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Sotnikau v. Lynch

United States Court of Appeals, Fourth Circuit

January 24, 2017

IHAR SOTNIKAU, Petitioner,
v.
LORETTA E. LYNCH, Attorney General, Respondent.

          Argued: December 8, 2016

         On Petition for Review of an Order of the Board of Immigration Appeals.

         ARGUED:

          Jason Matthew Zarrow, O'MELVENY & MYERS LLP, Washington, D.C., for Petitioner.

          Keith Ian McManus, UNITED STATES DEPARTMENT OF JUSTICE, Washington, D.C., for Respondent.

         ON BRIEF:

          Benjamin C. Mizer, Principal Deputy Assistant Attorney General, Cindy S. Ferrier, Assistant Director, Office of Immigration Litigation, Civil Division, UNITED STATES DEPARTMENT OF JUSTICE, Washington, D.C., for Respondent.

          Mary Patrice Brown, O'MELVENY & MYERS LLP, Washington, D.C., for Petitioner.

          Before NIEMEYER, KING, and AGEE, Circuit Judges.

         Petition for review granted; vacated and remanded by published opinion. Judge King wrote the opinion, in which Judge Niemeyer and Judge Agee joined.

          KING, CIRCUIT JUDGE:

         After pleading guilty to involuntary manslaughter under Virginia law, Ihar Sotnikau - a native of Belarus who was admitted to the United States as a lawful permanent resident in 2008 - was subjected to removal proceedings. The Department of Homeland Security (the "DHS") instituted those proceedings because, in its view, Virginia's involuntary manslaughter offense constitutes a crime involving moral turpitude. Sotnikau sought asylum, withholding of removal, and protection under the Convention Against Torture (the "CAT"), contesting the DHS's interpretation of Virginia's involuntary manslaughter offense. After various proceedings, an immigration judge (the "IJ") and the Board of Immigration Appeals (the "BIA") rejected Sotnikau's applications, deeming him subject to removal. Importantly, both the IJ and the BIA concluded that involuntary manslaughter as defined by Virginia law is categorically a crime involving moral turpitude. As explained below, that ruling was erroneous, and we therefore grant Sotnikau's petition for review, vacate the order of removal, and remand.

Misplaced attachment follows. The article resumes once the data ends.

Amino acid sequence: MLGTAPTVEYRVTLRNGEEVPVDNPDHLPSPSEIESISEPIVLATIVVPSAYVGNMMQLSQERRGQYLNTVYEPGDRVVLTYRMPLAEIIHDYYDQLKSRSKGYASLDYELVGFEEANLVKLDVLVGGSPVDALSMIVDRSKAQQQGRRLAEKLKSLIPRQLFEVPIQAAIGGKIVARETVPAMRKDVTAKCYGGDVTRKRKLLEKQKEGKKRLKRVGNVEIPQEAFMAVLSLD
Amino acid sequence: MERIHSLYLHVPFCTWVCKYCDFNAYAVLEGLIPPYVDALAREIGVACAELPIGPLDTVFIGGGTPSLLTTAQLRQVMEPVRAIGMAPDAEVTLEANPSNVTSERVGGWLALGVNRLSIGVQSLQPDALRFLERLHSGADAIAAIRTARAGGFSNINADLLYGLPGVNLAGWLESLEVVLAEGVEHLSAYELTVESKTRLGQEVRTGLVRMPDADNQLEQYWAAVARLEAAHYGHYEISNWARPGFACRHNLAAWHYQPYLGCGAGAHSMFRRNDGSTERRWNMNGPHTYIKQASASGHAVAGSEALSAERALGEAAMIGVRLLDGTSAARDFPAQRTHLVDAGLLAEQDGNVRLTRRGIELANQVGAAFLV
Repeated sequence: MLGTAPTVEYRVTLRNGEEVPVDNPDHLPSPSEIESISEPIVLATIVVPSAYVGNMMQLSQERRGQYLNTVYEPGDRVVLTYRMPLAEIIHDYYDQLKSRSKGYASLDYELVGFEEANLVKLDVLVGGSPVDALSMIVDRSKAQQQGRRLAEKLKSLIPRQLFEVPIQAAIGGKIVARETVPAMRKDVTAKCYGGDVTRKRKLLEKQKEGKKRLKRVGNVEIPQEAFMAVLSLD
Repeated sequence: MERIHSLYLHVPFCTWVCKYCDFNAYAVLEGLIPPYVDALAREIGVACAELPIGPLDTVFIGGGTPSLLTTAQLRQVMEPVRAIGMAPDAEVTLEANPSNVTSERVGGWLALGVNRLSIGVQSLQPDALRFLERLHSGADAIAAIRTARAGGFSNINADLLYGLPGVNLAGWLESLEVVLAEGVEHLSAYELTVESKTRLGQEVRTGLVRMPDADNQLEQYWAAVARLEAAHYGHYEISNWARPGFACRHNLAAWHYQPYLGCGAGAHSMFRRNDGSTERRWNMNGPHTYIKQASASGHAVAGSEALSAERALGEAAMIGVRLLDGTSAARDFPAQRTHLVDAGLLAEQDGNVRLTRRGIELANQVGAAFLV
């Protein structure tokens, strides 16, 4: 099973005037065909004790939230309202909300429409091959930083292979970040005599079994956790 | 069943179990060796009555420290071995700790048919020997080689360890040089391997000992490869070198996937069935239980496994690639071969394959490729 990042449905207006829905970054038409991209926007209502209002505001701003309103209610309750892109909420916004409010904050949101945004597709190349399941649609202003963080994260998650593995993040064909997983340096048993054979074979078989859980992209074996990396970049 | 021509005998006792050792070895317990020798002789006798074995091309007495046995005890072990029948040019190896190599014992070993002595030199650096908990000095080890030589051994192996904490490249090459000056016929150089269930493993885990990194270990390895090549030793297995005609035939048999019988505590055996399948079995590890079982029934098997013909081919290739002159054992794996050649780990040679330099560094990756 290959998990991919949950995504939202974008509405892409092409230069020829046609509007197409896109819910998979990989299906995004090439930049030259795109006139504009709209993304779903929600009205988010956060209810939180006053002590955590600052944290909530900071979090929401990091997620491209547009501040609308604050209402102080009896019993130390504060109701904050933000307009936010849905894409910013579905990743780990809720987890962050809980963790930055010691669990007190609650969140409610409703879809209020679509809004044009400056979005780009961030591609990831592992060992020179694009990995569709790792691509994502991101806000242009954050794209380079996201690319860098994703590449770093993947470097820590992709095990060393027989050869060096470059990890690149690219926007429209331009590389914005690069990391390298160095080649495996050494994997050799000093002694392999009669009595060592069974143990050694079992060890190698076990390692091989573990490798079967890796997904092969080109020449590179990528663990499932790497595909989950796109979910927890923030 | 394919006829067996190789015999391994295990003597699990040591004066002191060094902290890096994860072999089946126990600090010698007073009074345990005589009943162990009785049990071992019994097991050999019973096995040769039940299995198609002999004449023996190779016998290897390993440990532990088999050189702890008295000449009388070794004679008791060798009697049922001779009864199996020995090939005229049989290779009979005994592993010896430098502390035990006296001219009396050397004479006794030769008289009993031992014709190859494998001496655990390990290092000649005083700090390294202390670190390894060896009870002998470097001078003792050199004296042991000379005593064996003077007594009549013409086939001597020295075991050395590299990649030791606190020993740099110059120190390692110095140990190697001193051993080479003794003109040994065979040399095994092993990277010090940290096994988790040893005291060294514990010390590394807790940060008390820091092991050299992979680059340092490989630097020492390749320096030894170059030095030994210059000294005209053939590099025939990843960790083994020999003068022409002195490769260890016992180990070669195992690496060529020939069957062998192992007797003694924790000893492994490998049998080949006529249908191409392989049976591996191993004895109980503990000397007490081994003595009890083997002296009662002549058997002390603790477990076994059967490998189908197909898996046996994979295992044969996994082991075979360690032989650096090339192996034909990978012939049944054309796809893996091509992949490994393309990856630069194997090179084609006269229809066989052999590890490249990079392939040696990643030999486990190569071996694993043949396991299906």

I.

         In the early hours of June 18, 2010, Sotnikau and his friend Randy Hines were drinking on a pier along the Elizabeth River in Portsmouth, Virginia. At some point, Hines fell down a series of concrete steps and into the river. After fruitless efforts to locate Hines in the river's dark waters, Sotnikau ...


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